The review found that the FDIC began pressuring banks to stop offering refund anticipation loans around 2008 after comments by then-Chairman Sheila Bair. By 2012, the three remaining banks that offered RALs had exited the business. To accomplish this, the IG found, field examiners were in 2010 pressured by FDIC staff in Washington, D.C., to assign lower ratings to two RAL lenders, including changing exam narratives and predetermining the downgrade. The FDIC did not document the examiners’ objections.
The agency also abused “strong moral suasion,” the IG said, including “abusive threat[s]” from FDIC attorneys and deliberate leaks of confidential data. As a result of the IG’s Choke Point audit, the FDIC recently withdrew its guidance on the use of moral suasion.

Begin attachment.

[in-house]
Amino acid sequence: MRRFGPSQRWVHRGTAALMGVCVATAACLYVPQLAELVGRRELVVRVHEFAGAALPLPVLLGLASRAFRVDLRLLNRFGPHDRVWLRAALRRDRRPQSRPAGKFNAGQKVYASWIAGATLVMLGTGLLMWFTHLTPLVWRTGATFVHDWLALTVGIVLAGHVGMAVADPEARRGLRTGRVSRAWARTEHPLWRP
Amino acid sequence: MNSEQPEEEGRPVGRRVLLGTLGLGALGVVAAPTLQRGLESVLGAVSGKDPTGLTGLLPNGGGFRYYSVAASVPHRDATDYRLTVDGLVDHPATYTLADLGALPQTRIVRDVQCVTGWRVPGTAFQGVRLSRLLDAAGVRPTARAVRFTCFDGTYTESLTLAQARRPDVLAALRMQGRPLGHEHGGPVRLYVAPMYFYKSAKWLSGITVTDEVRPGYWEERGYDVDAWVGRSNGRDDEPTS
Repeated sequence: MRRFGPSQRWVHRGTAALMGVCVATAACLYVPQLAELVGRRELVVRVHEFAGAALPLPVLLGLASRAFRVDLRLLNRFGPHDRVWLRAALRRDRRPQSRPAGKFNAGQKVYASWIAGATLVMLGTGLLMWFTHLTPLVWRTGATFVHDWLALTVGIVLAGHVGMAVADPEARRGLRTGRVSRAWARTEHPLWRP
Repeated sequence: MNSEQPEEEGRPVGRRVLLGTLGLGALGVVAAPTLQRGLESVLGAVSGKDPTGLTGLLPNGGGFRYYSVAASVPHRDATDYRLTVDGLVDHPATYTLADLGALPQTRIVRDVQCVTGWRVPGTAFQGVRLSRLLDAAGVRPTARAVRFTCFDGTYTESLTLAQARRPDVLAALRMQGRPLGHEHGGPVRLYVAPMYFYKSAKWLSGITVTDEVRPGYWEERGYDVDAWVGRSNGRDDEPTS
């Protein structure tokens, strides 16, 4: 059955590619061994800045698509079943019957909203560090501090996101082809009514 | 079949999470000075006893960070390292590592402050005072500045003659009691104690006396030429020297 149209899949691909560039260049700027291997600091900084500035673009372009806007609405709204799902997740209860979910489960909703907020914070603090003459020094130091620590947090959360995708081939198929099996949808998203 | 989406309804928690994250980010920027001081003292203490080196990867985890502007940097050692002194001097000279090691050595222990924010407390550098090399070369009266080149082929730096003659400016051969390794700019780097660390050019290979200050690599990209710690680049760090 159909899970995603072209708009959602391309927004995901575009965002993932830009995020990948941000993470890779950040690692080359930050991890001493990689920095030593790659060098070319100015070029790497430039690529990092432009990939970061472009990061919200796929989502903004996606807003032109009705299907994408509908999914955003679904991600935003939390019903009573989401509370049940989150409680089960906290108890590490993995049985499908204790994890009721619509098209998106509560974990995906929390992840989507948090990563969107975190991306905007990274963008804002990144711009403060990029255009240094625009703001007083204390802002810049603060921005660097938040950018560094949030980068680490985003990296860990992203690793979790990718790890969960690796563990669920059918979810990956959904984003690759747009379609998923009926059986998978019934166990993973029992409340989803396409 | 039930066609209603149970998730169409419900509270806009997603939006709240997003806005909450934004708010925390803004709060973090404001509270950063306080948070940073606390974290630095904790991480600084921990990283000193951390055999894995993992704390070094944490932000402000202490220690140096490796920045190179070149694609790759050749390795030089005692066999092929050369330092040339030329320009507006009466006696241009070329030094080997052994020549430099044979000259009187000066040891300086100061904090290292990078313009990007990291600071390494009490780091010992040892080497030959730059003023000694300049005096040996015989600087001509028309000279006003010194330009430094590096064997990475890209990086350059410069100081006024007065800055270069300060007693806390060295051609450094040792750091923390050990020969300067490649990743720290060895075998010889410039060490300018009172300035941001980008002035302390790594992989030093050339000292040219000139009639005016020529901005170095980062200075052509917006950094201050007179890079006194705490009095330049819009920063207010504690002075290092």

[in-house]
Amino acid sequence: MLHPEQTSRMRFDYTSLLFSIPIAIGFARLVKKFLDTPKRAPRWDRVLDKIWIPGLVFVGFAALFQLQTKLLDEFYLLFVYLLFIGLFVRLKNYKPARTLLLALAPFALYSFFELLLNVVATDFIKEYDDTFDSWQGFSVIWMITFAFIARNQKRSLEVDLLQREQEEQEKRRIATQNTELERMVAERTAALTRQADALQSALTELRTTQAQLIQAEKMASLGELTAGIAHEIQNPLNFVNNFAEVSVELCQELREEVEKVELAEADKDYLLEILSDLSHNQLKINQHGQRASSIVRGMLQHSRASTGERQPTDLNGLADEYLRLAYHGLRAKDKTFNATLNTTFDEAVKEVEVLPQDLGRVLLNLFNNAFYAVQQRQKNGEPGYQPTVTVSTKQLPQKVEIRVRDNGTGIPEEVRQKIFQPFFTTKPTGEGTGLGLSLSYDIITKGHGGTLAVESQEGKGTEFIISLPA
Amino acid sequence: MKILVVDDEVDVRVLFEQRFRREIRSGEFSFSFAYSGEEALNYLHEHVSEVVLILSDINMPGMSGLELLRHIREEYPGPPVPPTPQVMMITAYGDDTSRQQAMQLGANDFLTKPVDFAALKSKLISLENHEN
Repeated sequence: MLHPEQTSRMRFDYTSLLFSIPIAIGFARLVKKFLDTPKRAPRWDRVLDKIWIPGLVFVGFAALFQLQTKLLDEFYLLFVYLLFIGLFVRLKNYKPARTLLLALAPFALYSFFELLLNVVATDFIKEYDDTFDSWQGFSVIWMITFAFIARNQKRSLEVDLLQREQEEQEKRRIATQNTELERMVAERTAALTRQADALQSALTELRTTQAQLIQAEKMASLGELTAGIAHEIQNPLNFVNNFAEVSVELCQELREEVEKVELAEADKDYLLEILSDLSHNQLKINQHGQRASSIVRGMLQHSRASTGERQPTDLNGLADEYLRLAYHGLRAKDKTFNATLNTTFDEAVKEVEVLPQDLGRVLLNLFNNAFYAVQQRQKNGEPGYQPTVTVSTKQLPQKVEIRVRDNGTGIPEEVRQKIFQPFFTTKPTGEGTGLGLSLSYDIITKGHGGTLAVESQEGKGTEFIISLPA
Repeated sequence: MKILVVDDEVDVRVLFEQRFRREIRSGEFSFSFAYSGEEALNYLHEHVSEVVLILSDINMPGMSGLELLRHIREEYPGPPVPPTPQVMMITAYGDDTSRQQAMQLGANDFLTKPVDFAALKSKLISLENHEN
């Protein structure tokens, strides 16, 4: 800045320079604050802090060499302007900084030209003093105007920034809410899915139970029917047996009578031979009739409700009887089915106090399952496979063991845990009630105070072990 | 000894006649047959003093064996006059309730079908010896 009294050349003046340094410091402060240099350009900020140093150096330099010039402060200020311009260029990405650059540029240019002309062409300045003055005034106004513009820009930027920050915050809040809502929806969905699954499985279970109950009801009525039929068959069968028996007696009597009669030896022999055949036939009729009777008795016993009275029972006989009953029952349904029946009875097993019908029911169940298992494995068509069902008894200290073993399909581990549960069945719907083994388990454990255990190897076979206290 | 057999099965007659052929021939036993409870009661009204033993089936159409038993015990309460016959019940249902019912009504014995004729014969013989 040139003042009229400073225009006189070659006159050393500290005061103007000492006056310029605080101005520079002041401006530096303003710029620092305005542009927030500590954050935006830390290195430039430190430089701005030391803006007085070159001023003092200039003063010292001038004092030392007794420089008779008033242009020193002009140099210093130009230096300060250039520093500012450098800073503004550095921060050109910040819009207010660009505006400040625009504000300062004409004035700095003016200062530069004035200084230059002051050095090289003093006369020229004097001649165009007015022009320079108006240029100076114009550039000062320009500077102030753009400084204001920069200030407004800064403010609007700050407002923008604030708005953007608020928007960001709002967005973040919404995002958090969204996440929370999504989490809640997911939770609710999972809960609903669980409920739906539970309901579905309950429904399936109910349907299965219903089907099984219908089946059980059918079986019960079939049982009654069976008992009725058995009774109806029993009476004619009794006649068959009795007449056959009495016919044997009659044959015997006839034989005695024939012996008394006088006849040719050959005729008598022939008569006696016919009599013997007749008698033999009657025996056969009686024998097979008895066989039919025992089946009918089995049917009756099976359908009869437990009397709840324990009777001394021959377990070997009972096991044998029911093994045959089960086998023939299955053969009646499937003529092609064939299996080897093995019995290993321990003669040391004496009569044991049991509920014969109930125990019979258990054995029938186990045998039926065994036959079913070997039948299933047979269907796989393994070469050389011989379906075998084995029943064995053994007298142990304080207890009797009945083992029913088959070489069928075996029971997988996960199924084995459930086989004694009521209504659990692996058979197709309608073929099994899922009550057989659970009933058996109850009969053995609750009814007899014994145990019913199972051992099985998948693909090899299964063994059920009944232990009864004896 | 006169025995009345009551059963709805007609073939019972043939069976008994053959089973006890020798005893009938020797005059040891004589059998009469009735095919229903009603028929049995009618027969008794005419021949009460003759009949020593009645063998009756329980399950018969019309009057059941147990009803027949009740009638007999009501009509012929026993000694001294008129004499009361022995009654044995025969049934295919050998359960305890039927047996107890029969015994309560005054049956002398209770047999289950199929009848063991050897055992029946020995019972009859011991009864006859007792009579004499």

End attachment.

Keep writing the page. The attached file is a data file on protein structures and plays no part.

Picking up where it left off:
The report found:
The absence of significant examination-based evidence of harm caused by RAL programs could have caused FDIC management to reconsider its initial assessment that these programs posed significant risk to the institutions offering them, [but it did not]. The FDIC’s actions also ultimately resulted in large insurance assessment increases, reputational damage to the banks, as well as litigation and other costs for the banks that tried to remain in the RAL business.
Read the IG report.